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Lesson 12 Reducing Oracle fragmentation
Objective Avoid/correct tablespace fragmentation in Oracle?

Correct Tablespace Fragmentation in Oracle

There are two ways to prevent the problems caused by tablespace fragmentation: you can correct the problem when it occurs or avoid the problem through planning.

Correcting the problem

There is a single command you can use to eliminate the problem of fragmented tablespaces.
The ALTER TABLESPACE command can be called with the keyword COALESCE. The syntax for this command is:

ALTER TABLESPACE tablespace_name COALESCE;
where tablespace_name = the name of the tablespace

As the keyword implies, this command will COALESCE all the extents within the tablespace. Any lost space due to fragmentation is moved to the end of the tablespace. This command is complete in itself; you cannot have any additional parameters if you use the COALESCE keyword with the ALTER TABLESPACE command.
The following SlideShow demonstrates how this process works.


Coalesce Tablespace


Preventing the problem of Tablespace Fragmentation

You can prevent tablespace fragmentation by specifying all the extents within a tablespace to be the same size. As you learned earlier, this standardization can be easily implemented by declaring storage parameters for the tablespace and not declaring storage parameters for the objects within the tablespace.
This solution may seem like overkill to prevent an easily correctable problem. Sometimes it may be, since you may have good reasons, unrelated to extent size, for placing different objects in different tablespaces. Experienced researchers at Oracle have shown that there is not a great need for many different extent sizes. Some experts recommend only three different extent sizes; 160K, 160 MB and 4 GB. With fewer extent sizes, it is much easier to assign objects to a tablespace, as many of them will have the same extent size.

Resolving Fragmentation

As of Oracle Database 10g, resolving fragmentation issues became fairly trivial. You can perform an online segment shrink using the Segment Advisor interface accessible through EM. ADDM recommends segments to shrink, and you simply choose to accept the recommendations. For Oracle9i databases, a common means of reducing fragmentation was through an online reorganization accomplished through a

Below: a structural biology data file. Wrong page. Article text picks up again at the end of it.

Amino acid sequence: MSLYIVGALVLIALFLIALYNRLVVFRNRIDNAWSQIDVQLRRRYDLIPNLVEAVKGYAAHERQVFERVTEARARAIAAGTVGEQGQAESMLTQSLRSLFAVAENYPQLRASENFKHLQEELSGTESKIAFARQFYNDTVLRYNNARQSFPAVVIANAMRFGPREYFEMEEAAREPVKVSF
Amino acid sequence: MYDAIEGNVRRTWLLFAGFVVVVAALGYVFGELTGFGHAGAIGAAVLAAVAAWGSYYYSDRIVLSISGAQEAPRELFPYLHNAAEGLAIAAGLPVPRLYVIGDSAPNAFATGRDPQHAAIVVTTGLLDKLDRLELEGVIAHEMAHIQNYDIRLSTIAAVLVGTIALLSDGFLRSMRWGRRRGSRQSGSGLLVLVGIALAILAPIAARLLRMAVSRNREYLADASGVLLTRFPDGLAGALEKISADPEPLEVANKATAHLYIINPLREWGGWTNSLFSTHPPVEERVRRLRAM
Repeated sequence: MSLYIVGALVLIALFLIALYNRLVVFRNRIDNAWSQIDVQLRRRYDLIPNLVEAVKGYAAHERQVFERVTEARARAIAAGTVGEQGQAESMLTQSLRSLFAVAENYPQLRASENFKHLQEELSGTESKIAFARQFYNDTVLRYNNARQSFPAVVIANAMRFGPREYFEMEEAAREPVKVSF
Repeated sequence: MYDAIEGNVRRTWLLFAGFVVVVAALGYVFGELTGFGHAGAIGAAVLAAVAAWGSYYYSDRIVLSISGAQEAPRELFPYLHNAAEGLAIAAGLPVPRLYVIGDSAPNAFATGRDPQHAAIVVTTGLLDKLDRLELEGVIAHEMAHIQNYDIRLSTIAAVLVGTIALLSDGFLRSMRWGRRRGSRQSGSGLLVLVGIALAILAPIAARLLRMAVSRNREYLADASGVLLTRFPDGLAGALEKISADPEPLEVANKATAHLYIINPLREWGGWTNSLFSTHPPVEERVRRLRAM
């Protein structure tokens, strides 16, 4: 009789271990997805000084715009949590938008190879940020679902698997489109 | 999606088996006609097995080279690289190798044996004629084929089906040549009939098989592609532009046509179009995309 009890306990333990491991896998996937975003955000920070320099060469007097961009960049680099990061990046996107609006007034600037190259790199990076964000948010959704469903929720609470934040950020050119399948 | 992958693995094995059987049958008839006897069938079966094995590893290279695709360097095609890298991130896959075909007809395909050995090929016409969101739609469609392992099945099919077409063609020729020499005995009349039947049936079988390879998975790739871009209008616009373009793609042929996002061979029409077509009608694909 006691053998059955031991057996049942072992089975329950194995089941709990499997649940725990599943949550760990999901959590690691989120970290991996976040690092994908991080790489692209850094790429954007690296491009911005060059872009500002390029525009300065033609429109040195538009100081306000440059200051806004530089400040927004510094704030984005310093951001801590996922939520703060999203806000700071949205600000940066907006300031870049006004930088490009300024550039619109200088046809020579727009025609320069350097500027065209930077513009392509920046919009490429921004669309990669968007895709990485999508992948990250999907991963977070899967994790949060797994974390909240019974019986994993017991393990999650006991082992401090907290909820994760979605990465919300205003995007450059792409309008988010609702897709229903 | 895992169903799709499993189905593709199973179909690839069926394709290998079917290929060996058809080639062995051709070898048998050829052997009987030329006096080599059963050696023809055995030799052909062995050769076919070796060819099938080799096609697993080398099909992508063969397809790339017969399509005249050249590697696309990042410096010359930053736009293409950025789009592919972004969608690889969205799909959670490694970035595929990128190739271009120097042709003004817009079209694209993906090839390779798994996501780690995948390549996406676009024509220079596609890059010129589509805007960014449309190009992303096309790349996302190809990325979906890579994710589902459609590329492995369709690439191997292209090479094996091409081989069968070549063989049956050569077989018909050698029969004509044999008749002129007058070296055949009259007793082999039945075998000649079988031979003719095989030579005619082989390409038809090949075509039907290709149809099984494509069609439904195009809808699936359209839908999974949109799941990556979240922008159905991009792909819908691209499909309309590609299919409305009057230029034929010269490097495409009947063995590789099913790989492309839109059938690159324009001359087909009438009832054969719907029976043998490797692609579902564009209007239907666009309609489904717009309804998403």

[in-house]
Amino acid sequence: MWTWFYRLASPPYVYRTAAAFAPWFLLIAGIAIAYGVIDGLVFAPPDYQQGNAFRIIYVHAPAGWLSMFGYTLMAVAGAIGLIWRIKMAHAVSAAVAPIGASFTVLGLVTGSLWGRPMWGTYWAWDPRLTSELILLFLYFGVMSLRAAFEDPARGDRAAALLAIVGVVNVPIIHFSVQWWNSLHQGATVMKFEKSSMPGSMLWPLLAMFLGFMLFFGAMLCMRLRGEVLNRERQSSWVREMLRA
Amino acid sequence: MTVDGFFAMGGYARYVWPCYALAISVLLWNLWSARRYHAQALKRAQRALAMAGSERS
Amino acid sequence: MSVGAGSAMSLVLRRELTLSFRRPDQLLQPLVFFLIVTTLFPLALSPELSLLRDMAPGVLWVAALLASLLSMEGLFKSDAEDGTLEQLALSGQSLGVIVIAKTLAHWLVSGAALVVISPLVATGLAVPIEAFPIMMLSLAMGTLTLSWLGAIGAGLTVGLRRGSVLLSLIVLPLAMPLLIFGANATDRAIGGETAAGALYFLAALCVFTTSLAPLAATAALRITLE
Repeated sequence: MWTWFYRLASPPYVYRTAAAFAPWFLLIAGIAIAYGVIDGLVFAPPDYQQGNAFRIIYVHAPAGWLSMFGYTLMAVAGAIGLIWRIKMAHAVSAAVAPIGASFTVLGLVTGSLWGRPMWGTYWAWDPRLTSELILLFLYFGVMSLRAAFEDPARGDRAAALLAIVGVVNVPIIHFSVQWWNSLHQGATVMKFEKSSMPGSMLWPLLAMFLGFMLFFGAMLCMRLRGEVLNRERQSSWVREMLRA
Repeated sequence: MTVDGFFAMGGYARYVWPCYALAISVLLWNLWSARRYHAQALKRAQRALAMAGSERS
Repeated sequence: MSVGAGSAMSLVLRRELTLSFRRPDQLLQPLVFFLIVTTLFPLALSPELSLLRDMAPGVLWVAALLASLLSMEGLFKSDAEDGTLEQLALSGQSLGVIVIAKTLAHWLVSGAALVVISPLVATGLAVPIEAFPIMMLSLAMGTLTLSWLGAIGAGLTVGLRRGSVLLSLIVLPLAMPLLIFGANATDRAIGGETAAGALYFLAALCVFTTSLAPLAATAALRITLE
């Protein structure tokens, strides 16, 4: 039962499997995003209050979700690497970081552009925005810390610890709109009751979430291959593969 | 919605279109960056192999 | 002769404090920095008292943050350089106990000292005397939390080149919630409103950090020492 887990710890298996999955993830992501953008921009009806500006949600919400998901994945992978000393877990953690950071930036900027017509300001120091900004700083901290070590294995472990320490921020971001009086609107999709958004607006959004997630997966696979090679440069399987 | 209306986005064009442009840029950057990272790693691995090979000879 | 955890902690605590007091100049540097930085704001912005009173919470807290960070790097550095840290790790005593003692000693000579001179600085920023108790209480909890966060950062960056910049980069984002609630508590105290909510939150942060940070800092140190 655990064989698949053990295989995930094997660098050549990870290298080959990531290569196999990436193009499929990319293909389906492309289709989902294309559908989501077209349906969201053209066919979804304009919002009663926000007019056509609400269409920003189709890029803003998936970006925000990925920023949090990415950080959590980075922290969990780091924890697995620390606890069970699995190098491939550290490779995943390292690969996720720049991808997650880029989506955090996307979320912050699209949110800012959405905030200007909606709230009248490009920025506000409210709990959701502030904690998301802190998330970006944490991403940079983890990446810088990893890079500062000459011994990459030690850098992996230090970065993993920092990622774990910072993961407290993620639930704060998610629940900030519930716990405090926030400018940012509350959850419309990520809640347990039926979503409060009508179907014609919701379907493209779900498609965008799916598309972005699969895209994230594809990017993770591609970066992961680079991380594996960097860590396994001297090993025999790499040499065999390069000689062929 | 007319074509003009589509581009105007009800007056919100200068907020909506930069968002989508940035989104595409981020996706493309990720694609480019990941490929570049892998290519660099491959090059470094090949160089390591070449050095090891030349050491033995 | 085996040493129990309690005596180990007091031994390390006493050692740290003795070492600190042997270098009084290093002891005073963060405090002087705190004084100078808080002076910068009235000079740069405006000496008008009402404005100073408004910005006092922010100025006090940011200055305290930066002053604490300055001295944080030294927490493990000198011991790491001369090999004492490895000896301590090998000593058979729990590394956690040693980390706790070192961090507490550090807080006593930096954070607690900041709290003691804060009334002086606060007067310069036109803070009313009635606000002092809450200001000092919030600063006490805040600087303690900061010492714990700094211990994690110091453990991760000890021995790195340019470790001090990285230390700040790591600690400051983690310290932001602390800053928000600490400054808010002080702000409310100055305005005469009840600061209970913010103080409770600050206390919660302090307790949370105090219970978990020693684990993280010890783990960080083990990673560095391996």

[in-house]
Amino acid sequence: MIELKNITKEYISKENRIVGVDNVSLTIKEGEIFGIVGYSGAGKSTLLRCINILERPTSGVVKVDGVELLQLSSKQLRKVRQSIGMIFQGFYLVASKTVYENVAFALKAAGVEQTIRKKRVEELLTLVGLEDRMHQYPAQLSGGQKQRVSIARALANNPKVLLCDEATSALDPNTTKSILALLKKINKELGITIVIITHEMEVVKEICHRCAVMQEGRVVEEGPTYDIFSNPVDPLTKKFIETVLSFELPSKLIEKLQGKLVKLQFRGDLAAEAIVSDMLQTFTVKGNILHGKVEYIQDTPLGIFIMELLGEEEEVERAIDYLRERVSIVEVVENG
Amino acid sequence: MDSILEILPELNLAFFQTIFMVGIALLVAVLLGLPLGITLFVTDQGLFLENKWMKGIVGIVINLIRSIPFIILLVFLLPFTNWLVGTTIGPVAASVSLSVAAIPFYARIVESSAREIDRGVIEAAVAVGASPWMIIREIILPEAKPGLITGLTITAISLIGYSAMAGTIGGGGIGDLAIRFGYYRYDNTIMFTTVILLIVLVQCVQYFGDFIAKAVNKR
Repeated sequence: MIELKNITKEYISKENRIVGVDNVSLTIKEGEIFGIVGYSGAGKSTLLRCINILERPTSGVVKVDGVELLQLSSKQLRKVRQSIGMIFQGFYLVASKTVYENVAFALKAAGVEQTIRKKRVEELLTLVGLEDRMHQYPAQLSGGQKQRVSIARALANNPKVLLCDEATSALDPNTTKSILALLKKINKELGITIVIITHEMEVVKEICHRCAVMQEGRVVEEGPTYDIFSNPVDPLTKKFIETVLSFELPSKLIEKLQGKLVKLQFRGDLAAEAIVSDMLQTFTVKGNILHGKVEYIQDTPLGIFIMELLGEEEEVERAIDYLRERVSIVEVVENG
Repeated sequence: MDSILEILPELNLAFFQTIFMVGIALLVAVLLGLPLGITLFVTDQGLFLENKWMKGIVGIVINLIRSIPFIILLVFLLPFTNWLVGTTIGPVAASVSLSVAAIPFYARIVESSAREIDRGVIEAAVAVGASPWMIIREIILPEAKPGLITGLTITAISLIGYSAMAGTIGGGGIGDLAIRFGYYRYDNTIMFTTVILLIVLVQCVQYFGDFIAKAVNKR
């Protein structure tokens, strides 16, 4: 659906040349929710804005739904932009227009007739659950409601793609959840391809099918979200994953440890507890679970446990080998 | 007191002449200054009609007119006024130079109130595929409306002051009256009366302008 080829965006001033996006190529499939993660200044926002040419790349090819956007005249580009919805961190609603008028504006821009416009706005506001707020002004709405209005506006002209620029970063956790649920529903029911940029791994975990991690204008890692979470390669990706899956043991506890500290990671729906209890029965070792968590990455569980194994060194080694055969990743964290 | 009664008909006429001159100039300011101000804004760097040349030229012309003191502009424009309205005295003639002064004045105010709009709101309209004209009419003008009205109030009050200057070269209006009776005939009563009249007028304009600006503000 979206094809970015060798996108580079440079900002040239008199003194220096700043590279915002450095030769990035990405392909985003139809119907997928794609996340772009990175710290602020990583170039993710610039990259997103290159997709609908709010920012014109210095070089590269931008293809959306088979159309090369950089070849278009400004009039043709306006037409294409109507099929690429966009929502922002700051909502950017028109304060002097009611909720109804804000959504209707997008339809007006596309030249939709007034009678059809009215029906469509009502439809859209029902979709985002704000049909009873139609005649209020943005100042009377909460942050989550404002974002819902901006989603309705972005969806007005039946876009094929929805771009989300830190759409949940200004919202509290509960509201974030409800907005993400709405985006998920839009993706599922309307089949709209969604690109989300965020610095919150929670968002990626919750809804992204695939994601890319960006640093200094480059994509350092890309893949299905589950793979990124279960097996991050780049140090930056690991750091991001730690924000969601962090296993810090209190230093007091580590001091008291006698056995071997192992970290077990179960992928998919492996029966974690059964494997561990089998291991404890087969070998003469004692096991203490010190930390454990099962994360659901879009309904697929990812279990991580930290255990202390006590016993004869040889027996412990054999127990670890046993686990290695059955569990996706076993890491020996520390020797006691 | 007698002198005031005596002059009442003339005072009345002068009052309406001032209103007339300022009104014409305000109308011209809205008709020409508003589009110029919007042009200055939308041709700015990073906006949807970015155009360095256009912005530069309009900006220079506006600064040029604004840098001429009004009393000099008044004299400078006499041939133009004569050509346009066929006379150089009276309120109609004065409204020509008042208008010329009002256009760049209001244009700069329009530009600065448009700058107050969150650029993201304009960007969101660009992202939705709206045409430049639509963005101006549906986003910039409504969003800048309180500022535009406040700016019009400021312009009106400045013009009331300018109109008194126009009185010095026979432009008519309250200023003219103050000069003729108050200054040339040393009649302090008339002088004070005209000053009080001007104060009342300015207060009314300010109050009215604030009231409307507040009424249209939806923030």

CREATE TABLE...AS SELECT
online operation. That is, the copying of the contents of one table to another while the original table is updated. Changes to the original table were tracked and applied to the new table. Physical and logical attributes of the table could be changed during this online operation, thus allowing an online reorganization. Prior to Oracle9i, reducing fragmentation was more difficult. The general recommendation was to avoid fragmentation through careful planning. But the usual way to solve fragmentation was to reorganize a table by exporting the table, dropping it, and importing it. The data was unavailable while the table was in the process of being reorganized. Many DBAs claimed that they saw improved performance after reorganizing segments into a single extent. Over time, a decrease in performance reoccurred as the number of extents the table occupied increased. Oracle performance increased as a result of these reorganization operations, but this improvement was not due to a decrease in the number of extents. When a table is dropped and re-created, several things happened that increased performance:
  1. Each block was loaded as full of rows as possible.
  2. As a consequence, the high-water mark of the table (the highest block that has ever had data in it) was set to its lowest point.
  3. All indexes on the table were rebuilt, which meant that the index blocks were as full as possible. The depth of the index, which determined the number of I/Os it takes to get to the leaf blocks or the index, was sometimes minimized.
By eliminating fragments and shrinking segments in a much more automated and online fashion, database releases since Oracle Database 10g greatly simplify solving fragmentation problems; the result is that optimal conditions exist for performance.
The next lesson is the wrap-up for this module.